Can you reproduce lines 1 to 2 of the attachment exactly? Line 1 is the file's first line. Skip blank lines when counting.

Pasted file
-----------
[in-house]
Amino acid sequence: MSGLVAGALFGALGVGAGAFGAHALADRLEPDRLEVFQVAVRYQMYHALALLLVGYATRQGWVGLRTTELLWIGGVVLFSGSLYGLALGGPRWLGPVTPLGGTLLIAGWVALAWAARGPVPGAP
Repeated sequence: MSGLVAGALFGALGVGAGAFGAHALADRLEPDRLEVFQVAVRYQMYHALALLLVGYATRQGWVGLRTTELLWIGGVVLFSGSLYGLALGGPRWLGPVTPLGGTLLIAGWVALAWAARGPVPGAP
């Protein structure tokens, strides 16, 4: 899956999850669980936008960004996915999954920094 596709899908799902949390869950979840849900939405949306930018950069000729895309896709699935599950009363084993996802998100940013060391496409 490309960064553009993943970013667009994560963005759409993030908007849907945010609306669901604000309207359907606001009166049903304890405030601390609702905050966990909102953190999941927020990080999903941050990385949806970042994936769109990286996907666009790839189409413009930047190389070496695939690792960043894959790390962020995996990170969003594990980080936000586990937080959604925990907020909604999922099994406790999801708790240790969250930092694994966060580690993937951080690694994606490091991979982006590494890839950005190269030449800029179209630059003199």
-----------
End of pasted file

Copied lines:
[in-house]
Amino acid sequence: MSGLVAGALFGALGVGAGAFGAHALADRLEPDRLEVFQVAVRYQMYHALALLLVGYATRQGWVGLRTTELLWIGGVVLFSGSLYGLALGGPRWLGPVTPLGGTLLIAGWVALAWAARGPVPGAP